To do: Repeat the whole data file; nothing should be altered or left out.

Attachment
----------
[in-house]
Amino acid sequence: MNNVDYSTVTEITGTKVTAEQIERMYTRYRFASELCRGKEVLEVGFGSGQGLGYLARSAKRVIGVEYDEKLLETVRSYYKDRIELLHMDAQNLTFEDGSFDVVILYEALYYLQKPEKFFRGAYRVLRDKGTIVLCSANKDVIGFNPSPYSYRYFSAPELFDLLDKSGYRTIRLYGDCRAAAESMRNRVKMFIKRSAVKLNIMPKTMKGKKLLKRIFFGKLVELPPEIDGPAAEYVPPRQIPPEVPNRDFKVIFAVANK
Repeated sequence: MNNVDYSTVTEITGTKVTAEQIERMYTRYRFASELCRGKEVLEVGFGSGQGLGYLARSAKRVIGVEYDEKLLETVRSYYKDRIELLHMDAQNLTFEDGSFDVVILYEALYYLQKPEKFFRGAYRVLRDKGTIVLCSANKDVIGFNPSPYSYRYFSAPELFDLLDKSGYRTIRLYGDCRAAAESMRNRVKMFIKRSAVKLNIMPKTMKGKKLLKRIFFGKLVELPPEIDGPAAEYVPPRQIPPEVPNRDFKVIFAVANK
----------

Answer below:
[in-house]
Amino acid sequence: MNNVDYSTVTEITGTKVTAEQIERMYTRYRFASELCRGKEVLEVGFGSGQGLGYLARSAKRVIGVEYDEKLLETVRSYYKDRIELLHMDAQNLTFEDGSFDVVILYEALYYLQKPEKFFRGAYRVLRDKGTIVLCSANKDVIGFNPSPYSYRYFSAPELFDLLDKSGYRTIRLYGDCRAAAESMRNRVKMFIKRSAVKLNIMPKTMKGKKLLKRIFFGKLVELPPEIDGPAAEYVPPRQIPPEVPNRDFKVIFAVANK
Repeated sequence: MNNVDYSTVTEITGTKVTAEQIERMYTRYRFASELCRGKEVLEVGFGSGQGLGYLARSAKRVIGVEYDEKLLETVRSYYKDRIELLHMDAQNLTFEDGSFDVVILYEALYYLQKPEKFFRGAYRVLRDKGTIVLCSANKDVIGFNPSPYSYRYFSAPELFDLLDKSGYRTIRLYGDCRAAAESMRNRVKMFIKRSAVKLNIMPKTMKGKKLLKRIFFGKLVELPPEIDGPAAEYVPPRQIPPEVPNRDFKVIFAVANK